Monday, October 1, 2018


There was always been 'talk’ of a four-door Porsche, but many Porsche enthusiasts, who detested the 924 and 928, figured Stuttgart’s vier Türen Paket (four-door package) would be an ungainly lump.

Such a concept labeled as a 928 4-door, named Concept H50 (right), was designed in secret in 1987, but surprisingly, only revealed at Pebble Beach in 2012. Ugh!

Then of course there was a private attempt way back in 1967 (bottom). It was by two American designers, Dick Troutman and Tom Barnes from Culver City, CA, who cut up three Porsche 911s and created their own 4-door concept, using original ‘front doors’ for the rear, which utilized the original front door hinges, so they opened as ‘suicide doors’. Again, Ugh!

The question was how do you fashion the design concept, shape and styling subtleties of the famed 911 into something harmonious with the brand values? 

At least in terms of appearance? Because power and performance would never be an issue for the engineers at Zuffenhausen.

In 1988 my very good friend Dr. Ulrich Bez was charged by Porsche management to develop a four-door concept, which he did, and the 989 was styled by Porsche’s chief designer, Dutchman Harm Largaay (below).

I think it was very attractive, but Ulrich Bez left Porsche in 1991, and the project was cancelled in 1992.

I think I’m on the same wavelength as most students of automotive design when I say that when the first Panamera appeared in 2009 it was, at least from the rear view, butt ugly.

It was not a cohesive design, as the 911-ish front end simply did not marry well with the rear hulk, it had a big fat bum!

I believe the first Panamera was designed by Grant Larsson, but one problem was that the-then CEO demanded there be enough headroom in the rear, so he could wear a hat! Really!

So the first Panamera (above) appeared in 2009, and although a lot of Germans bought their first Porsche four-door, the Americans shunned it.

Fast forward to 2018, and this new car looks to me like a Cayenne which has been squashed flat – good thing too, should happen to all SUVs if you asked me.

There are some similarities with its SUV sibling. The Panamera is endowed with pure Porsche performance; it has four doors; a flexible and practical interior plus AWD - but it stops there.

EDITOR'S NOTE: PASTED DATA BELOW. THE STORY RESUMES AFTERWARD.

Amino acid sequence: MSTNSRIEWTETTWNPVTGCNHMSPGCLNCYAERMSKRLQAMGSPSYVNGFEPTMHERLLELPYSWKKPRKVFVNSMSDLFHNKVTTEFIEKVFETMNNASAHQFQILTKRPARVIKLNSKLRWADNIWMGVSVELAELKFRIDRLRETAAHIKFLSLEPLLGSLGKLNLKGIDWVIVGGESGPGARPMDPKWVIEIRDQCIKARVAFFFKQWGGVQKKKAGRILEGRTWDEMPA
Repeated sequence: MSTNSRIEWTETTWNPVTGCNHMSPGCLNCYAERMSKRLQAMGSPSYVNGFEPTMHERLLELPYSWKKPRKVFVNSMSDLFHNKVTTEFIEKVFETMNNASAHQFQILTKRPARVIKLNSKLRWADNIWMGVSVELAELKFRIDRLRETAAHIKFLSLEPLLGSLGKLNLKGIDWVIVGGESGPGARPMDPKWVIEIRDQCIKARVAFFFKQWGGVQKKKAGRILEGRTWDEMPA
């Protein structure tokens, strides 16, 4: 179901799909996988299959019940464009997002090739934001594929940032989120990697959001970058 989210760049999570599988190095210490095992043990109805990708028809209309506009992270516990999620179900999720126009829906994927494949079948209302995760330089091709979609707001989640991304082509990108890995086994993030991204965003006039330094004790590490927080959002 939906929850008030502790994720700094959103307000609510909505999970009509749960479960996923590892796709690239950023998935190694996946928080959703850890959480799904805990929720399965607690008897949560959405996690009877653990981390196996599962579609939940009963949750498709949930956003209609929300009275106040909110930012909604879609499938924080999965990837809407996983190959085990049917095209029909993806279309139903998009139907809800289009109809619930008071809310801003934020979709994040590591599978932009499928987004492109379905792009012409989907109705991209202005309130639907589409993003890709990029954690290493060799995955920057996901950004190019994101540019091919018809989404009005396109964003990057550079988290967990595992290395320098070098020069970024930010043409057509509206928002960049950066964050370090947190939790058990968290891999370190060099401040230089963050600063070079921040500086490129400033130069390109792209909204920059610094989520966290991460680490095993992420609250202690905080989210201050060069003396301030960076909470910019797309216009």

The new Panamera has a beautifully-resolved rear end - design flares, taper, rear lamps, lines that when flowing forward match beautifully with a front end very reminiscent of the 911.

Although, another of my very good designer friends, Automobile Magazine's design columnist, Robert Cumberford remarked in his review: “It’s still no beauty, but at least it’s not a beast.”

Okay, so it looks better, and it goes well, as you’d expect. I’m not going to go into the numbers.

The Panamera Turbo I drove went like the clappers when the right switch was activated, and whilst it cornered like on rails wearing its Continental Contisport tyres, there was a lot of tyre noise, and as other testers have suggested, maybe the 20 inch wheels with more rubber will be quieter.

However, as the owner spends all their time inside, it’s the cabin that stands out in this 2018 redesign. It’s quite a spectacular combination of pure Porsche Design; contemporary approaches to trim materials and finishes, and as up to date as any modern-thinking Porsche fan would choose.

The other thing is that you sit very low in the car, which heightens the sense of speed over the ground, but what I didn’t expect (along with ALL the bells and whistles), was its sheer practicality.

In the same vein as another VW Group product, the Czech Republic’s Skoda Superb, the rear hatch is humungous, and reveals a very useful rear compartment.

With the seats lowered it offers up 1300 litres of carrying space.

But, how would it look visiting Bunnings or Home Depot hardware stores on Saturday morning? Quite stylish I expect, and the envy of everyone enjoying a sausage sizzle.

BTW, this new Panamera will share its platform and architecure with the latest Bentley Continental GT coupe.

After powering around recently in the Maserati Levante SUV, with the Maserati staff assuring me it was really a ‘sports sedan’, let me tell you I’d have this Panamera Turbo in my garage anytime. It’s the real thing!

We should talk more about the design process, later on.

Mind you, I’m not quite sure where I would hustle up the AUD$465,000 to acquire the test car!

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